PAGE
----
Dr Fraser said the role of a school principal was probably the broadest job he had ever seen, and the data allowed each participant to see just how their day was taken up.
“There are so many aspects to the job, and the job is so varied. Just the number of roles and tasks they go through in a day makes their heads spin.”
The volume of compliance and reporting has risen dramatically, as have the expectations of students, parents, teachers, staff, communities, and the media, he said. Parental interactions have become much more frequent across all socioeconomic levels, principals have reported.
“We’re also seeing a lot of change with social media as they are far more accessible,” Dr Fraser said.
There’s a constant juggle for principals, he said, of how to fulfil all the tasks that are part of their jobs while also keeping their families together and maintaining their emotional and physical health.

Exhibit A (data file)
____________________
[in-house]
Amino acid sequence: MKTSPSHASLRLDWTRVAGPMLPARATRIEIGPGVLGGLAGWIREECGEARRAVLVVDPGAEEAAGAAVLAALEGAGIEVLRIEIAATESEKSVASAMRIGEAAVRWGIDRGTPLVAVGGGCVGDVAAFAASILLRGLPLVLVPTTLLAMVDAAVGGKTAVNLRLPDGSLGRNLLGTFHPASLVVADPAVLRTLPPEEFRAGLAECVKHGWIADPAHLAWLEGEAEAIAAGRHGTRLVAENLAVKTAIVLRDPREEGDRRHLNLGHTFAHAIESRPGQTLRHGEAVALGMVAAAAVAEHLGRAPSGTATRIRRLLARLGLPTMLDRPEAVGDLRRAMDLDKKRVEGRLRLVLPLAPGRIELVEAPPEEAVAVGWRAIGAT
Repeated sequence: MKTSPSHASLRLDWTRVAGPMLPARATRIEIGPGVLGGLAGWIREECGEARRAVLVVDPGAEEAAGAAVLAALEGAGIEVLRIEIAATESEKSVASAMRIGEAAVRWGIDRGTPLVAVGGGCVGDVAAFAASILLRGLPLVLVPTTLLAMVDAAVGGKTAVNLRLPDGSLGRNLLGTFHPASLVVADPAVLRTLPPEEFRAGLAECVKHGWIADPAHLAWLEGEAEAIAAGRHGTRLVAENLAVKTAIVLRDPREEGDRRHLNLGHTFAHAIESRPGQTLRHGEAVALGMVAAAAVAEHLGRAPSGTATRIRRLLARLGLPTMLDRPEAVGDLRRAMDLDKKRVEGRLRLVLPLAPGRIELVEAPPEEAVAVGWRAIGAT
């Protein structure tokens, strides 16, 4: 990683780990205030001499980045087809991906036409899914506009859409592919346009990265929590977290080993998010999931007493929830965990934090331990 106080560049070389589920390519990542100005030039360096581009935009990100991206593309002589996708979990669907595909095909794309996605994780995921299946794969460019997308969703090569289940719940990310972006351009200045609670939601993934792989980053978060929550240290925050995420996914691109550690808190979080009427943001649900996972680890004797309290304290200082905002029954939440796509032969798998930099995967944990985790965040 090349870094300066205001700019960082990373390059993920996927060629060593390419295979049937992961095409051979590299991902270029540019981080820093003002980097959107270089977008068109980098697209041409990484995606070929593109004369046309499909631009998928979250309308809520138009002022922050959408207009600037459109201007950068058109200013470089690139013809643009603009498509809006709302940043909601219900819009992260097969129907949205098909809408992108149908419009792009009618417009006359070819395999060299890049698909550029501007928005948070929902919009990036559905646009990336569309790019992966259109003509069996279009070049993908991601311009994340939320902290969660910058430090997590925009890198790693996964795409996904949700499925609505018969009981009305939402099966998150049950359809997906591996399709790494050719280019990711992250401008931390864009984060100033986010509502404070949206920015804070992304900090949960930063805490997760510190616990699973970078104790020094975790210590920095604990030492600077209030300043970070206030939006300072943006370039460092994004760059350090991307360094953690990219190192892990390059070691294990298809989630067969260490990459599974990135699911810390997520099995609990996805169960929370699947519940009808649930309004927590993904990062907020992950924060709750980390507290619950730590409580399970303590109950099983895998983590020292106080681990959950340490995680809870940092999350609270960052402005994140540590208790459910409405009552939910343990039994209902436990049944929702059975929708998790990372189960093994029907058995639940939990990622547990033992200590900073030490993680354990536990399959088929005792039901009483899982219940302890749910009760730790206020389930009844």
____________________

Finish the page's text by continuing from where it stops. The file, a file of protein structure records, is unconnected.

“They have to do things that are outside their training – conflict resolution, tree audits, fire safety – so many things that they never used to do that are not related to teaching.”
During the 12-month program, each group of about 30 principals takes part in a full-day workshop each term, is given behavioural resources such as videos and articles, and the groups form networks in which the members engage with and support each other.
This collegiate support is one of the factors Dr Fraser credits most with striking behaviour and attitude changes among those who have taken part in The Flourish Project. He spoke of a principal who shared a scathing letter she had received from a parent with the group members on their social media page. Not only did she get messages of support and understanding, but another principal in the group drove to her house to talk with her in person.